In the current study, we initially examined plasma stability of Ac-NT/XN-8-Gln followed by assessment of in vitro insulinotropic actions alone, and in combination with GIP or GLP-1. In addition, the impact of Ac-NT/XN-8-Gln on β-cell proliferation and protection against apoptosis was also investigated in BRIN-BD11 β-cells. Following confirmation of intact bioactivity of Ac-NT/XN-8-Gln, beneficial metabolic effects of twice daily administration alone, or in combination with exendin-4, were evaluated in high-fat fed (HFF) mice.

Materials and methods

Peptides

All peptides (Table 1) were purchased from Syn Peptide (Shanghai, China) at greater than 95% purity. In-house confirmation of peptide purity and molecular weight was carried out by RP-HPLC and MALDI-TOF MS, as previously described [27].

Table 1
Amino acid sequence, MALDI-TOF MS analysis and enzymatic stability of xenin-8-Gln, acetyl-neurotensin(8-13) and Ac-NT/XN-8-Gln
PeptideSequencePercentage intact peptide remaining (%)
2 h4 h8 h
Xenin-8-Gln H-HIS-PRO-GLN-GLN-PRO-TRP-ILE-LEU-OH 100 98.3 94.1 
Acetyl-neurotensin(8-13) Ac-ARG-ARG-PRO-TYR-ILE-LEU-OH 98.2 94.4 89.6 
Ac-NT/XN-8-Gln Ac-ARG-ARG-PRO-TYR-ILE-LEU- HIS-PRO-GLN-GLN-PRO-TRP-ILE-LEU-OH 100 100 91.7 
PeptideSequencePercentage intact peptide remaining (%)
2 h4 h8 h
Xenin-8-Gln H-HIS-PRO-GLN-GLN-PRO-TRP-ILE-LEU-OH 100 98.3 94.1 
Acetyl-neurotensin(8-13) Ac-ARG-ARG-PRO-TYR-ILE-LEU-OH 98.2 94.4 89.6 
Ac-NT/XN-8-Gln Ac-ARG-ARG-PRO-TYR-ILE-LEU- HIS-PRO-GLN-GLN-PRO-TRP-ILE-LEU-OH 100 100 91.7 

Peptide stability was assessed following 2-, 4- and 8-h incubation in murine plasma at 37°C. Degradation products were separated using HPLC, analysed by MS, and percentage degradation calculated from peak areas.

Effects of peptides on in vitro insulin secretion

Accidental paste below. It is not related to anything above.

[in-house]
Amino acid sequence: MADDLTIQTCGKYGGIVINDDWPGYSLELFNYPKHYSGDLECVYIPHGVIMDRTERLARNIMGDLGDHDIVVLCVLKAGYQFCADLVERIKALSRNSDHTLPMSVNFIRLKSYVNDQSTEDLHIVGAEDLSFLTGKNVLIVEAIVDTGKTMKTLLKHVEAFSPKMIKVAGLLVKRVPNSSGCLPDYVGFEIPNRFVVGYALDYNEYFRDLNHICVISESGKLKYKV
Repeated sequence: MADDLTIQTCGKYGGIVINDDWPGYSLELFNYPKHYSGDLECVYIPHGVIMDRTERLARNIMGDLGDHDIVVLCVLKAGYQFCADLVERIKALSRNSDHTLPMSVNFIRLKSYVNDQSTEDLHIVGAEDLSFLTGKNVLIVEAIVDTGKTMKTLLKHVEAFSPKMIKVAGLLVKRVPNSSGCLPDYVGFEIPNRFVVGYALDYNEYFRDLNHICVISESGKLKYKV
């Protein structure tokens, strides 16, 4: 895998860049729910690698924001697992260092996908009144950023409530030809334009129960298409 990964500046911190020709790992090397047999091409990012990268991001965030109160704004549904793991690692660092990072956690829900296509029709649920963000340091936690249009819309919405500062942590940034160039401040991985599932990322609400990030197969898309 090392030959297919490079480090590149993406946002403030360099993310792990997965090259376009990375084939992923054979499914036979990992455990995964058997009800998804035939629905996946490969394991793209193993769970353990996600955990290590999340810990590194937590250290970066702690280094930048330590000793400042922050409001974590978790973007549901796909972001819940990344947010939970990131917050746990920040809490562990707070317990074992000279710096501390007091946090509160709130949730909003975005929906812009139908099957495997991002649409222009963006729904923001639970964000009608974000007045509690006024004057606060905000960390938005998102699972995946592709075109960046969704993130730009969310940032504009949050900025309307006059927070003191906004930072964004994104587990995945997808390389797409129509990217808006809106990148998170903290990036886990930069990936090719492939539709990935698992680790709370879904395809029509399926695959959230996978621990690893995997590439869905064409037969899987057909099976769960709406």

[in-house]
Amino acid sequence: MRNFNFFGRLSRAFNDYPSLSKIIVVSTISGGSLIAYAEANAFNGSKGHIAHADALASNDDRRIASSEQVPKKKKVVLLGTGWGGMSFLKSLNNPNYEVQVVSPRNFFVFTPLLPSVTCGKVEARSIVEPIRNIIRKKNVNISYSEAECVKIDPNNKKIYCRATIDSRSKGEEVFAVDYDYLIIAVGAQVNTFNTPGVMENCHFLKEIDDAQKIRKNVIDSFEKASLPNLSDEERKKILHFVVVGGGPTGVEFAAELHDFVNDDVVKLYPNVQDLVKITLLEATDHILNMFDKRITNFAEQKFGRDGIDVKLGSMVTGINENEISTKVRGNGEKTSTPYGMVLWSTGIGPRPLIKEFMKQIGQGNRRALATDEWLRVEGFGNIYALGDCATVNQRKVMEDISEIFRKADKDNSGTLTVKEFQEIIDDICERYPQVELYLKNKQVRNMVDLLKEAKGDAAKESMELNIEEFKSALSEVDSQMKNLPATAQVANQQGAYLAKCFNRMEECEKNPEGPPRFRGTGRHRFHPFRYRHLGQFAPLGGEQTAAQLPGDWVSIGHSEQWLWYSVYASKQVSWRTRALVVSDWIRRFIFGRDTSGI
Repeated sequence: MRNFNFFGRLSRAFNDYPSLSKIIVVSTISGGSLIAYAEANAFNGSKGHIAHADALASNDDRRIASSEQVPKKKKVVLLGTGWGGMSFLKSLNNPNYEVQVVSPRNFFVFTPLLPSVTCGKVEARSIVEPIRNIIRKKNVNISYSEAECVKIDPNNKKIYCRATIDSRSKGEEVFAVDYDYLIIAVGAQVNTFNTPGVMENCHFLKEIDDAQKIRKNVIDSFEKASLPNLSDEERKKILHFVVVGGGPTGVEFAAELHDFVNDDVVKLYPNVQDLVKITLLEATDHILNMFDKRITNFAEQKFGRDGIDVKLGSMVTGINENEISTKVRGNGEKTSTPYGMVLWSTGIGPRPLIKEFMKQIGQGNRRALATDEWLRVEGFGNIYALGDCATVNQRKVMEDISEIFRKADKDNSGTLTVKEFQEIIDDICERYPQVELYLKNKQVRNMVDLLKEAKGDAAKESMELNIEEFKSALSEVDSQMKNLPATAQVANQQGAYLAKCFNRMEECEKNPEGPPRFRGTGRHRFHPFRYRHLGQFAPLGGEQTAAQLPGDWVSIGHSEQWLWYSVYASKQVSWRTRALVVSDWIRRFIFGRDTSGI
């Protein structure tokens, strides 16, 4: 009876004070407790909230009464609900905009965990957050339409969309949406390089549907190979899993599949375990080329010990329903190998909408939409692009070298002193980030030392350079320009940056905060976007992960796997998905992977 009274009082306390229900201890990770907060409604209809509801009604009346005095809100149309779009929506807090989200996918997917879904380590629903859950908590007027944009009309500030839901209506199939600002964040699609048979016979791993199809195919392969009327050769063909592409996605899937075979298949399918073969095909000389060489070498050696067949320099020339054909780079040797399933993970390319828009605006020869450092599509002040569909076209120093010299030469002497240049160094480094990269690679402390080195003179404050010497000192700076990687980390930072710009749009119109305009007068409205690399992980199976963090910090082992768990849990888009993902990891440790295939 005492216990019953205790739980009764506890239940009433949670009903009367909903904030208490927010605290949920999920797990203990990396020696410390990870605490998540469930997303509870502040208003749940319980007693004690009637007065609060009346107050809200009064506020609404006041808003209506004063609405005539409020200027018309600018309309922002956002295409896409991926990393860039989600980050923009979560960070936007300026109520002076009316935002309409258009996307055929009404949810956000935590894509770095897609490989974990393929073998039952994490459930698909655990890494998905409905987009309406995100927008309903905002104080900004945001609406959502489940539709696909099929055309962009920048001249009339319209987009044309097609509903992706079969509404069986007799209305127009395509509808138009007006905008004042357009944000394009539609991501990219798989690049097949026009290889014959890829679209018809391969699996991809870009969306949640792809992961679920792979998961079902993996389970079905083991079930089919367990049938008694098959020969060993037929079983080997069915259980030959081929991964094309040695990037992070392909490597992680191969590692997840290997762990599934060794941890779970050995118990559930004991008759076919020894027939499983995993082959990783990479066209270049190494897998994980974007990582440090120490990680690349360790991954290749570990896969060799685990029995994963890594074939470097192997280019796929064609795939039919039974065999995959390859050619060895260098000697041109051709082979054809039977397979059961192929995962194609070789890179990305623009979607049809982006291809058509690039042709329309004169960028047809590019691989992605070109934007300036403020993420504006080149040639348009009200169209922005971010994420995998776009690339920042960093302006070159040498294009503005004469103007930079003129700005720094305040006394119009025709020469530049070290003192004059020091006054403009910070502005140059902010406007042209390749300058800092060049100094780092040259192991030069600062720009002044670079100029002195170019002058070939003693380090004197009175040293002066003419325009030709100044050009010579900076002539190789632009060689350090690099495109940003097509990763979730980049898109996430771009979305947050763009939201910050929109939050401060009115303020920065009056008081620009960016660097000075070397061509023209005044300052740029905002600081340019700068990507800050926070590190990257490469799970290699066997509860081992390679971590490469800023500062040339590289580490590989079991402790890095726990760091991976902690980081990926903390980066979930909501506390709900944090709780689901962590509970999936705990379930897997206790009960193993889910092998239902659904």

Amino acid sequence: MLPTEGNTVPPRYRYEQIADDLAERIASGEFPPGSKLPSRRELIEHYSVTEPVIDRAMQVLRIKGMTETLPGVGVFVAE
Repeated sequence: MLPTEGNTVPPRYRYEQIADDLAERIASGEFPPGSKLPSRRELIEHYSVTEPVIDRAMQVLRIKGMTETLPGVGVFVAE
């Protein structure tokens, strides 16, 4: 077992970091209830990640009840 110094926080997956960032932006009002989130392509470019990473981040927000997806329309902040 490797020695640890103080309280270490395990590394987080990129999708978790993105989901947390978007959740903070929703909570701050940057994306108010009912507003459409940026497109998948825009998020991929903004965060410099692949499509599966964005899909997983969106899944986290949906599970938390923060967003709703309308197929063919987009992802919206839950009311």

The in vitro insulin secretory activity of test peptides was examined in BRIN-BD11 cells, cultured and maintained as previously described [28]. For experimentation, BRIN-BD11 cells were seeded in 24-well plates at a cell density of 150000 cells/well, and allowed to attach overnight at 37°C. Following pre-incubation with Krebs–Ringer bicarbonate buffer (KRBB) (pH 7.4) supplemented with 0.5% (w/v) BSA and 1.1 mM glucose (40 min; 37°C), cells were then incubated with test peptides alone (10−6–10−12 M), or in combination with either GIP or GLP-1 (10−7 M), at 5.6 or 16.7 mM glucose, as appropriate for 20 min. Relatively high concentrations of GIP and GLP-1 were employed for in vitro studies and these hormones have been shown to be synthesised and secreted locally within islets [29], with our previous studies confirming that augmentation of the insulinotropic actions of 10−7 M GIP or GLP-1 is achievable [30,31]. Aliquots of assay buffer (200 μl) were collected and stored at −20°C prior to assessment of insulin concentrations by an in-house radioimmunoassay [32]. To confirm insulin secretory activity of Ac-NT/XN-8-Gln, pancreatic islets were isolated from lean C57BL/6 mice by collagenase digestion, as described previously [33] and insulin secretion determined as outlined above (16.7 mM glucose), but over a 60-min test incubation period.